• The graceful art of the C.E.18th century never exerted its influence except on small holiday buildings and interiors. The origin of the rococo style is probably to be found in the carving work which was transferred from the furniture to the apartments. No more pillars, nor colonnades, nor architraves; but garlands, festoons, shells, a profusion of sinuous lines, wrapped and intertwined, so that it seems that every ornament wants to be a surprise. With this, an exquisite sense of proportion and prodigious execution. (p. 138)
  • Giovanni Bellini, who lived for about 86 years (C.E.1430?–1516), went through so many different stages that one would call him a school of painting rather than a painter. His first works are still fine and dry, close to Mantegna, not free from harshness and bizarre designs; the compositions of his mature age are masterpieces, which are missing almost nothing, not even a reflection of the palette of Giorgione, his pupil, who died six years before him. This great artist, teacher of many students, traveled the entire path from Mantegna to Titian during a laborious existence. There was only one thing he lacked: the gift or taste for representing movement. (pp. 171-172)
  • The life of Raffaello Santi (or Sanzio) forms a complete contrast to that of Leonardo. If he, who lived for a long time, produced little, Raphael, who died at the age of 37, instead left an immense work, which has come down to us, almost in its entirety. (p. 192)
  • The large painting of Bruges, in which Van [sic] Paele appears as a donor[2] , allows us to appreciate the greatness of Giovanni's genius[3] and at the same time the limits traced to him by nature. He has no religious feeling, no fervor; the Virgin is ugly, the Baby Jesus is stunted, Saint George is a peasant in armour. But Giovanni van Eyck is the greatest portraitist of all time. Never has a more penetrating eye scrutinized the living form, never has a more capable hand fixed its image on the table. (p. 219)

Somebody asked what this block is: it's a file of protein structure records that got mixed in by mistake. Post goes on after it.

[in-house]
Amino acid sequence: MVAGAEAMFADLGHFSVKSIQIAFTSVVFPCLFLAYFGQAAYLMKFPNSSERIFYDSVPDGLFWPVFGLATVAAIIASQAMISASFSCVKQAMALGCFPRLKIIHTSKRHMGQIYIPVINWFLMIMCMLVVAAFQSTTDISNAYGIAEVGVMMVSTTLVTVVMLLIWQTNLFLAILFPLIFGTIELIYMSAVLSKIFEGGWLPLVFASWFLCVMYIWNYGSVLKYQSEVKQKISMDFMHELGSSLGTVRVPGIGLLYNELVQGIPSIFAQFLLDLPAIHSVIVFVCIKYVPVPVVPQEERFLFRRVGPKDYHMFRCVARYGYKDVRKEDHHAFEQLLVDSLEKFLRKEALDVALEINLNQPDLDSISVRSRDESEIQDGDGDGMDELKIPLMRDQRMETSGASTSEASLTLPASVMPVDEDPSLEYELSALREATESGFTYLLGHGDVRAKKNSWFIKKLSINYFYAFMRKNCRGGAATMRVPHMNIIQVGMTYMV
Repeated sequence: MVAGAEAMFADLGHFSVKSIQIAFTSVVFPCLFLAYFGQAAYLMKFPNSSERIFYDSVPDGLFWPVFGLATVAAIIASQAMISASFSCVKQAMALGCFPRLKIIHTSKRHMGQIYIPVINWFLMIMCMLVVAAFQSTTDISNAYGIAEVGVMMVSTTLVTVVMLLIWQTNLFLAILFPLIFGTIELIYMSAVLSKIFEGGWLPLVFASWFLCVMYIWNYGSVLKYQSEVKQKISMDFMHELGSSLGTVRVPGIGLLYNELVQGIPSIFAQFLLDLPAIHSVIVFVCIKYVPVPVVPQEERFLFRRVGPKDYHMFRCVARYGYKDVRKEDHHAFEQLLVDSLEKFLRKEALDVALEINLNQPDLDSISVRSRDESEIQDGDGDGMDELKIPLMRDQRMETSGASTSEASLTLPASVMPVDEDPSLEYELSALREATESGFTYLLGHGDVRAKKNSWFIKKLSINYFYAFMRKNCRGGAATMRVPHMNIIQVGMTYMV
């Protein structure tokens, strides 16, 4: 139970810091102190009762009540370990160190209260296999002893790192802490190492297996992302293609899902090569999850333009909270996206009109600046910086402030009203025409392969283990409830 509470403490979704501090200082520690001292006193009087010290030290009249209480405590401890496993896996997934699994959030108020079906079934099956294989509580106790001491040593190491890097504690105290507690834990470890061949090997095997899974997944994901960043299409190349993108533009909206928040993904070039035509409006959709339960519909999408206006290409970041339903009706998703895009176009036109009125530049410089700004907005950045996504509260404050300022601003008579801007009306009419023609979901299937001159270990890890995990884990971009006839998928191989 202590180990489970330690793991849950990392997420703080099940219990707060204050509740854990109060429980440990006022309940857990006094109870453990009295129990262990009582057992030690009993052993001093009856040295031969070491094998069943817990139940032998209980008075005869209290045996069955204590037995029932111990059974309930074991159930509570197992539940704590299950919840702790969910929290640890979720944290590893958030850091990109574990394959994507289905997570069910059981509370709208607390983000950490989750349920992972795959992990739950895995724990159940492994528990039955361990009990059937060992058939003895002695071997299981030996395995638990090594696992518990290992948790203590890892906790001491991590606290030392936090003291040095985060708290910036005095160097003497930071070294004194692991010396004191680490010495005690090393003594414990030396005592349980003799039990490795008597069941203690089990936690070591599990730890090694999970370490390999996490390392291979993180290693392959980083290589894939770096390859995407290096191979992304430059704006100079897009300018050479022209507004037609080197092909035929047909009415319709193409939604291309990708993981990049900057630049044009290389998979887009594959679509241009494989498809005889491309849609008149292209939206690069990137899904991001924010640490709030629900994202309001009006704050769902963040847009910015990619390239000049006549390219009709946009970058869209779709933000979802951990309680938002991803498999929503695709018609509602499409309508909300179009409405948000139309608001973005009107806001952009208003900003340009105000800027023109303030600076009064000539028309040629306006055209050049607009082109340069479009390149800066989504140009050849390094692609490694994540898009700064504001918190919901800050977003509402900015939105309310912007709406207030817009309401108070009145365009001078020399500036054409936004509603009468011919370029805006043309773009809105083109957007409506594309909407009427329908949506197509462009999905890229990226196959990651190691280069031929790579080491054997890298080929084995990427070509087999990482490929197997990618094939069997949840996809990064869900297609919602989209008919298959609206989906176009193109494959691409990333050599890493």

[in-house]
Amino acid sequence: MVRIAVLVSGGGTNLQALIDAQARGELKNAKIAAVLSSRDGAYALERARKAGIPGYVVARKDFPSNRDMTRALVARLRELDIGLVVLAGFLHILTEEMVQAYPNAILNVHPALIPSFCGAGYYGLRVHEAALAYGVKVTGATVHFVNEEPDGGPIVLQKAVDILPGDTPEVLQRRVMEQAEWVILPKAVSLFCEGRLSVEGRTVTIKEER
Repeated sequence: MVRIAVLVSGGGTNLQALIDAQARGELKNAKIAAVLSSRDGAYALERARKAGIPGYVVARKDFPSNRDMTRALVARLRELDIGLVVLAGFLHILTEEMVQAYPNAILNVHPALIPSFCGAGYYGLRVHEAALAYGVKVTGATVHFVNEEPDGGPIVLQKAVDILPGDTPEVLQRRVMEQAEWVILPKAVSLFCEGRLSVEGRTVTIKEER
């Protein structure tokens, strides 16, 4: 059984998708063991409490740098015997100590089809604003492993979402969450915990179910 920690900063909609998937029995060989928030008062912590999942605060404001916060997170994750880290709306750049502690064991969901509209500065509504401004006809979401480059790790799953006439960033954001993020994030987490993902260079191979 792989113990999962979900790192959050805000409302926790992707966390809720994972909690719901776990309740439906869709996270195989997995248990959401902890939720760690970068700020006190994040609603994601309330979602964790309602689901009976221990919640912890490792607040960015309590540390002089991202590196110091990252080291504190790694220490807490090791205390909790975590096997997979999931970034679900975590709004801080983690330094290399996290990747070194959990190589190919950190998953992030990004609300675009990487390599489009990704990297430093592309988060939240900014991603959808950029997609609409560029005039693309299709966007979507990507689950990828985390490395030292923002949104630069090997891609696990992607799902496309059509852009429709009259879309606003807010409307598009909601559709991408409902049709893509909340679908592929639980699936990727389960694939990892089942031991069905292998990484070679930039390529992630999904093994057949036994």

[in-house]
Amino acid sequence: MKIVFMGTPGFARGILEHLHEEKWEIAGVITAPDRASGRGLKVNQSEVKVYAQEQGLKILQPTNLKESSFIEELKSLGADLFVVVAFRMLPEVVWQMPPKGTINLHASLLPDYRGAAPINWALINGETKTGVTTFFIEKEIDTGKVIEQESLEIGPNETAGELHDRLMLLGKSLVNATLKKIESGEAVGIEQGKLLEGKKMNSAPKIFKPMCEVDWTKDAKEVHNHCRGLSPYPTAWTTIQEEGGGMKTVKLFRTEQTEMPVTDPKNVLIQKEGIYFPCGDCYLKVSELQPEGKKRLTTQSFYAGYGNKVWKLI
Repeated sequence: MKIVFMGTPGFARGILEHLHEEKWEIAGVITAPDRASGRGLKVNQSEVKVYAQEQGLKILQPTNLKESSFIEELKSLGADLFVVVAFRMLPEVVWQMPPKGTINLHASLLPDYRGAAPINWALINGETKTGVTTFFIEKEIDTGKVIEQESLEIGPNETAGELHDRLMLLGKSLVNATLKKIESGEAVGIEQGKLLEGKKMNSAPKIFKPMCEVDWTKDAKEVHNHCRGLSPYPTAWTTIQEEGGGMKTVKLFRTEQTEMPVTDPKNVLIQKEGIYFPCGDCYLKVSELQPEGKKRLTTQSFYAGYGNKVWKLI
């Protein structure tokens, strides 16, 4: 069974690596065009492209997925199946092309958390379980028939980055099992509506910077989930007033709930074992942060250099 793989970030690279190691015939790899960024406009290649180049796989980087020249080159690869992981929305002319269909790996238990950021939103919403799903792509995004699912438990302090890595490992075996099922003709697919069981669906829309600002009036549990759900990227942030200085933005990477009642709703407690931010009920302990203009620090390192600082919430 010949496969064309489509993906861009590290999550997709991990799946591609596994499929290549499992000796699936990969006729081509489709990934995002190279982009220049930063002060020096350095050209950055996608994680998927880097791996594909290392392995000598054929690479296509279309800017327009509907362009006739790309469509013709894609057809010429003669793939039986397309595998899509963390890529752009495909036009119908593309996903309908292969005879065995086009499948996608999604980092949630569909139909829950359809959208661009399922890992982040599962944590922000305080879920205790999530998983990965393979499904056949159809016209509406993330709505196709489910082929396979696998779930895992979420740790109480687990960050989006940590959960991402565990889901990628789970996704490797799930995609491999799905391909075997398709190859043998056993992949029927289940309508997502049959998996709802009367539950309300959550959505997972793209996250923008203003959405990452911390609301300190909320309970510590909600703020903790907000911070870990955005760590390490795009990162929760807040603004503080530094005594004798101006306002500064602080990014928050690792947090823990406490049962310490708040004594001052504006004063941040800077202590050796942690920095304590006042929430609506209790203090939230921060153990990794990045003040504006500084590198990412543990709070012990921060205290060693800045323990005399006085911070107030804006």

• [...] the famous painting by Guido Reni, L'Aurora, in the Palazzo Rospigliosi in Rome (C.E.1609), although somewhat strident in color and too easy to draw, it is one of the great works of decorative painting. Guido Reni also created some types of Christ, the Virgin and the Magdalene, who can be accused of a certain sentimental affectation; but it is certain that their prodigious success shows them to be responsive - and this is no small merit - to the religious ideal of the time. (p. 247)
  • Claudio Lorrain He is the undisputed master of that false and conventional genre called the Italian landscape, in which the great scenery of nature, expertly manipulated, serves as the backdrop to a historical or mythological composition. The temples, trees and [sic] of Claudio Lorrain have very little of reality; his characters have even less; but what saves his paintings, what gives them legitimate admiration, is the poetic feeling of space, sky, water, light. (p. 279)
  • [...] Meissonier treated anecdotal subjects of the 18th century with prodigious mastery as a miniaturist and a science of form, superior even to that of the Dutch. But the most beautiful of his little paintings pales next to a Pieter de Hoock or a Vermeer, because Meissonier draws too much, colors more than he paints and never knows how to envelop the form in a luminous and caressing atmosphere. (pp. 309-310)
  • [...] the dominant school [of the romantic tendency] was that of the Nazarenes, based in Rome and which aimed in particular at imitating the Italian C.E.15th century. [...]; they painted as badly as Ingres, they drew much less well and they differed from him in their love of large symbolic compositions which are tedious and require comment. (pp. 320-321)
  • In the first half of the nineteenth century, the greatest of English artists was Turner (C.E.1775-1851), a painter in love with light to the point of ecstasy, a Claudio Lorrain romantic, feverish and sometimes theatrical, [...]. (p. 322)